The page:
Fun, fun, fun! Biological research is presented in roughly the following format: title, abstract (summary), introduction, methods, results, discussion (+ conclusion, references, other notes, appendices if applicable). Citations should be present throughout as necessary.
It’s useful to actually be involved in the experimentation, analysis of data and writing of these papers in order to understand how they are written, why and for whom.
In critiquing these often technical and information-dense reports, a stepwise approach is essential. Often, there is a specific reason each paper is consulted. Sometimes it is for a specific methods section line on the recipe of a buffer. Sometimes it is to get a broad understanding of an area, in which case the abstract and introduction are useful. Other times, it is to get to the point and see whether the experiment produced the expected results, in which case one’s eyes would hover over the results, discussion and conclusion sections.
As such, each section has different writing and formatting rules. Methods must be objective, quantitative and thorough, as to allow a separate person to replicate them. The introduction must be exhaustive, cursive and even narrative. The discussion must tread the fine line between referring to the results conservatively while speculating over their implications, given the existing knowledge in that area.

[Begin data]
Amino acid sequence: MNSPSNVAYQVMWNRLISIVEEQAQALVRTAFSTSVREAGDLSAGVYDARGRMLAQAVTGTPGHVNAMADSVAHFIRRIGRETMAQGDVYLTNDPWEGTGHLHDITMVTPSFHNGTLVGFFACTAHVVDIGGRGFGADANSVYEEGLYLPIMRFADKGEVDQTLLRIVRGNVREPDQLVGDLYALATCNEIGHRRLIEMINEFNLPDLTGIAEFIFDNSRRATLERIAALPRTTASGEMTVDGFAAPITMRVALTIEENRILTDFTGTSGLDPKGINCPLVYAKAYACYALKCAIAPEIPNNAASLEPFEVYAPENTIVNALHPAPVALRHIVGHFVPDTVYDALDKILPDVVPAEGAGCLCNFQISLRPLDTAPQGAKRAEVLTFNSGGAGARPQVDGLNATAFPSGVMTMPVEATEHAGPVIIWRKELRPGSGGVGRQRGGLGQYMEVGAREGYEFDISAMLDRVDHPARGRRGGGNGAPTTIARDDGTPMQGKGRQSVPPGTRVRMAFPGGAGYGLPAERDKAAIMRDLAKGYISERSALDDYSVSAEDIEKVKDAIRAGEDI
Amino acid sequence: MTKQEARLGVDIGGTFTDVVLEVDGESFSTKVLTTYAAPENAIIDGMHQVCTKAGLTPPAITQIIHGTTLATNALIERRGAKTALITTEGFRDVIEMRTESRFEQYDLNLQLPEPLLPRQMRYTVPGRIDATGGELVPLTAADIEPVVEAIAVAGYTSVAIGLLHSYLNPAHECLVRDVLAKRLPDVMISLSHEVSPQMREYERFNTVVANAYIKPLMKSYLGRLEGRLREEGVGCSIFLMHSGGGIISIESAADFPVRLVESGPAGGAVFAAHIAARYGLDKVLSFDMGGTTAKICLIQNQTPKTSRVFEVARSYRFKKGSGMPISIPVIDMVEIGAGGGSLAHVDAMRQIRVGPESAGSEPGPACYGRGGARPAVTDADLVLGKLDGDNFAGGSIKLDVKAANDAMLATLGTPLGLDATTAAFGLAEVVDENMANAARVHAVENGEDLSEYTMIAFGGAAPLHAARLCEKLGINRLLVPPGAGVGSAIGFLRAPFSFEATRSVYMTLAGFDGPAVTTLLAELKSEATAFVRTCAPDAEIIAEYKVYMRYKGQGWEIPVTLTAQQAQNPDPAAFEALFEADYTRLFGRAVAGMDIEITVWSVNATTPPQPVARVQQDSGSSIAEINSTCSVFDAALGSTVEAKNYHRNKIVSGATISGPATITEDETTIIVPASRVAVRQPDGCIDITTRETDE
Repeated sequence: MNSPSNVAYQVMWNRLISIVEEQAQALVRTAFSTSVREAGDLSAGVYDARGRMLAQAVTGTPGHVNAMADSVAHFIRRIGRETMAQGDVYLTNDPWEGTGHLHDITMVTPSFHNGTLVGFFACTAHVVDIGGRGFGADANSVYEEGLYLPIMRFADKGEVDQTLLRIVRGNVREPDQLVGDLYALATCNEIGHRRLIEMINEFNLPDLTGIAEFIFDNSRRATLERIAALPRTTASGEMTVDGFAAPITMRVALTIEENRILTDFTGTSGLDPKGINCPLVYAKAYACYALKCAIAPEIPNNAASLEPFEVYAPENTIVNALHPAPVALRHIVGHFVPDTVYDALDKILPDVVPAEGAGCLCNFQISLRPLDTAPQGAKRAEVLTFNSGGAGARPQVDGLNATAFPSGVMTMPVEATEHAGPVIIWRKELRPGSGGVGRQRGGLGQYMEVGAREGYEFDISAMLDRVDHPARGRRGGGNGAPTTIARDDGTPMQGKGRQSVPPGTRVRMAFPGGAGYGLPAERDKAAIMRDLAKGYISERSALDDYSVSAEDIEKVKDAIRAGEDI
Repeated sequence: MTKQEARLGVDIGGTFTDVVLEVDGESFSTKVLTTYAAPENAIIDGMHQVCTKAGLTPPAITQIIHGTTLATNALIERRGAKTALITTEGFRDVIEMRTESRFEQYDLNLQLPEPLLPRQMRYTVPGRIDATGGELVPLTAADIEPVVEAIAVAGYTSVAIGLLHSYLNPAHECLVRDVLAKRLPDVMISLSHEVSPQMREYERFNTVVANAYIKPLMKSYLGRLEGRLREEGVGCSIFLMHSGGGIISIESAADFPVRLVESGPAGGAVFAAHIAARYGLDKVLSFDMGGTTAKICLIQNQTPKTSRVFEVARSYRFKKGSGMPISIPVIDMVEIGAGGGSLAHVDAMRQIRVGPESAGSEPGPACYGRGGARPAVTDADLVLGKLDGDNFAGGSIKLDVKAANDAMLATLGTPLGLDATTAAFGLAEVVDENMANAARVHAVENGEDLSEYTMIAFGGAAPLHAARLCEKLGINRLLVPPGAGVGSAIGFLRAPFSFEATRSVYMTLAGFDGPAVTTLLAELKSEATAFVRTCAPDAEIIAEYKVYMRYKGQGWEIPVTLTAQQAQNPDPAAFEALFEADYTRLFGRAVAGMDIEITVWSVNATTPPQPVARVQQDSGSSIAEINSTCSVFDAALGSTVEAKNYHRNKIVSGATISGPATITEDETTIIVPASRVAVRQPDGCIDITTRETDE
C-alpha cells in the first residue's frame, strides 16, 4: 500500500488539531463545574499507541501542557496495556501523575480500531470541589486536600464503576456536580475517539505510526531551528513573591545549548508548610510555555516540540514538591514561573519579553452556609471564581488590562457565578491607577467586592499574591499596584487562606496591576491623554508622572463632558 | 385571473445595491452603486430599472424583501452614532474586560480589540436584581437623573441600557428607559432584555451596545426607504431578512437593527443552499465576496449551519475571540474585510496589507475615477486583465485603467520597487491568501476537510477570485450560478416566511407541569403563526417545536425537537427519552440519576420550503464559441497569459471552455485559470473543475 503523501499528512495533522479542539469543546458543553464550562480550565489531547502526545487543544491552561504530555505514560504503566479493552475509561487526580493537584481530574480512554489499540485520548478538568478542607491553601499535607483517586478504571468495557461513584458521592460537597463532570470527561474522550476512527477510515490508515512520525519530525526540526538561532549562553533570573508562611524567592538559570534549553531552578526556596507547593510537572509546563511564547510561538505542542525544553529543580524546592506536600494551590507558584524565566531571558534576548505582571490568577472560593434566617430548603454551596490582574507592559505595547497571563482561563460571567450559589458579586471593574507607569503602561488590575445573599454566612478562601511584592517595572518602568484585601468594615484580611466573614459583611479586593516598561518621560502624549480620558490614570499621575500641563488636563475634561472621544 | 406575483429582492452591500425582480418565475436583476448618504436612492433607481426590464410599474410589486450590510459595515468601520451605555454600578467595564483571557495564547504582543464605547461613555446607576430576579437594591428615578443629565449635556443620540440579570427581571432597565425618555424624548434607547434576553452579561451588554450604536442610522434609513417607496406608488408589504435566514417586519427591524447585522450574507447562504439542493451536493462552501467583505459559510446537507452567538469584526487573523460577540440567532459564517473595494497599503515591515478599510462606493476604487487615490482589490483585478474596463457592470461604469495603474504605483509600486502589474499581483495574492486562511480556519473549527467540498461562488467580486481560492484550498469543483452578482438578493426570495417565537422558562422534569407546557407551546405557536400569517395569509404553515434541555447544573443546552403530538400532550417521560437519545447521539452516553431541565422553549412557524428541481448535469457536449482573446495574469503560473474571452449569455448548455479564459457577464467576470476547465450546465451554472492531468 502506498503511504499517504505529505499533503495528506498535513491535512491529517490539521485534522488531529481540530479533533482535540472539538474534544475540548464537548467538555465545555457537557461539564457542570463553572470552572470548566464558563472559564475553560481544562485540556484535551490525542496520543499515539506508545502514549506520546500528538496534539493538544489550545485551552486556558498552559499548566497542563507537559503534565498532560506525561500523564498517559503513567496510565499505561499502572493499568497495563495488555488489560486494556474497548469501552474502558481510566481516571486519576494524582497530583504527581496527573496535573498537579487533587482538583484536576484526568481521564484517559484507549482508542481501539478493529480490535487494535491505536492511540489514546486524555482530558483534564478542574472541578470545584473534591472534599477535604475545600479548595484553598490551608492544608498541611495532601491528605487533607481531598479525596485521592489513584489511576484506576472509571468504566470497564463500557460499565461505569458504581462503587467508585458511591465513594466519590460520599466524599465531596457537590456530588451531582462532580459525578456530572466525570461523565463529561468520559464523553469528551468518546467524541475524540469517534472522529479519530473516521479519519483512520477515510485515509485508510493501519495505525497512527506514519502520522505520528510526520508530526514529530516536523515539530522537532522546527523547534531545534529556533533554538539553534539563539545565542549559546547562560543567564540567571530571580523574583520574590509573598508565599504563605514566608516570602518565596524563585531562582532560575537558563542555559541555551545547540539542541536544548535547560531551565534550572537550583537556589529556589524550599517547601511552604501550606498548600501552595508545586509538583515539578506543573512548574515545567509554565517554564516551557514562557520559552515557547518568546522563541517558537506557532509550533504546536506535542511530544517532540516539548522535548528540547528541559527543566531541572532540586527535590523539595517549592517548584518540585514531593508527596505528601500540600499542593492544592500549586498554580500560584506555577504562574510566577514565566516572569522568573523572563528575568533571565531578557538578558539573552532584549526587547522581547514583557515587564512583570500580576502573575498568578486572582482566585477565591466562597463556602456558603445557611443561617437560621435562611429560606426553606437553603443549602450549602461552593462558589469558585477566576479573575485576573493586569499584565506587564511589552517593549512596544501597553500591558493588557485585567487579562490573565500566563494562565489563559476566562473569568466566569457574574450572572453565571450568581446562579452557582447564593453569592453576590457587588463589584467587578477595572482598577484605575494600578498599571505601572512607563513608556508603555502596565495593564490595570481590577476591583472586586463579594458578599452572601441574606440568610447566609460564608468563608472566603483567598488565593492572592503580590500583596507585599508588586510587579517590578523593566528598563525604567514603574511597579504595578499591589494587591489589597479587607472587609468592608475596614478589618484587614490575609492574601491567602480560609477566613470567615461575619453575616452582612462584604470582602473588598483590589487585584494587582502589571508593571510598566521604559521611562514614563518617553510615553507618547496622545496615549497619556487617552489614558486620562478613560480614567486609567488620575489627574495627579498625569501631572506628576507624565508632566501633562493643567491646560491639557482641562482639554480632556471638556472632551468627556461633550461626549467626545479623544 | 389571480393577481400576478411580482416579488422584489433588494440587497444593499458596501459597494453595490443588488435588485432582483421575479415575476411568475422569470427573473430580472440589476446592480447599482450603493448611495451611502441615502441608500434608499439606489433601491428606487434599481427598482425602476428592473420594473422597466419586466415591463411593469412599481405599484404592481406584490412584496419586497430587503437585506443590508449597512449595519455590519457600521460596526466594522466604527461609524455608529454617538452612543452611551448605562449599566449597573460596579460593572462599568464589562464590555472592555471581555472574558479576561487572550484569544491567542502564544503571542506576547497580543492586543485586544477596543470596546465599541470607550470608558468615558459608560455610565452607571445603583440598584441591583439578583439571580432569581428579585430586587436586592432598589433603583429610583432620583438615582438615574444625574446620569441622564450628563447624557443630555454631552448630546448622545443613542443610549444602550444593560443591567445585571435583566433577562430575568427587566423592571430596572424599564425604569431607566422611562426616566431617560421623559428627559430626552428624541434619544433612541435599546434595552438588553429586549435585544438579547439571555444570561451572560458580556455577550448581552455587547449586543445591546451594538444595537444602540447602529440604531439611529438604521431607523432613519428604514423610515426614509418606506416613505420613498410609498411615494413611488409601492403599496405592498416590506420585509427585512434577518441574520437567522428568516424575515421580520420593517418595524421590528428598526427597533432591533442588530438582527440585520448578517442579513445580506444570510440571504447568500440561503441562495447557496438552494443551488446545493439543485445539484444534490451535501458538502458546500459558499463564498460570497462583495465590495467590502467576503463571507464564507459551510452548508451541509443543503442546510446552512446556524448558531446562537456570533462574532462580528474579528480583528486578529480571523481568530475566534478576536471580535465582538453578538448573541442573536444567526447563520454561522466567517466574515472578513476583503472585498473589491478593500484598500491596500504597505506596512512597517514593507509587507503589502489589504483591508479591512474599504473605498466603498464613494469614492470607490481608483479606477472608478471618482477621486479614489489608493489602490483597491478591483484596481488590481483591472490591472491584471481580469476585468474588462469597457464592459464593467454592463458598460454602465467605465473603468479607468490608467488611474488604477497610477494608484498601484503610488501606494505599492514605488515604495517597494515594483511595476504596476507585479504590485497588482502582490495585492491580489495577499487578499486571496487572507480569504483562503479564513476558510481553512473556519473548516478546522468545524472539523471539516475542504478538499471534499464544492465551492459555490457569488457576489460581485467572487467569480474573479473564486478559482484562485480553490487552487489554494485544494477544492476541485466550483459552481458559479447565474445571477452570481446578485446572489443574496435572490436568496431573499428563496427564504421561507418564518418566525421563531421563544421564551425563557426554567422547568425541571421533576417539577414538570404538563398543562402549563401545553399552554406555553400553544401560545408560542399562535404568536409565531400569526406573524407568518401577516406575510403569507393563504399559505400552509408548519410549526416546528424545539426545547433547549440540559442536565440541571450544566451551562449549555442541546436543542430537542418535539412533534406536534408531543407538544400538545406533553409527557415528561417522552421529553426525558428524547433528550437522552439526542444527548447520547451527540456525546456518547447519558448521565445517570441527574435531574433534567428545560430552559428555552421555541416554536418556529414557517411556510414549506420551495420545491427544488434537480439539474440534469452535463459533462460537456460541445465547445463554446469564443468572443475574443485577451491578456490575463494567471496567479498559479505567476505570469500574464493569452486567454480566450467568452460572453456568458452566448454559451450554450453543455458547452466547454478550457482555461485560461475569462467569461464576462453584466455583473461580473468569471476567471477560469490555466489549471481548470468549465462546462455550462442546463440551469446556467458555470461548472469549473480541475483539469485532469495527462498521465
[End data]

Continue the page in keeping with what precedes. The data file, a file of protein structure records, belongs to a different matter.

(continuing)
The experimental design must be adequate for testing the stated hypothesis and aims. Appropriate controls and treatments, as well as steps to deal with confounding variables must have been taken.
If a sample was taken, the effects of sampling bias and whether it was representative must be considered.
In the results section, the suitability of graphs used must be assessed as well as the use of different statistical tests. A low sample might not have sufficient statistical power to warrant the use of a statistical test. Statistical significance refers to the outcome of a statistical…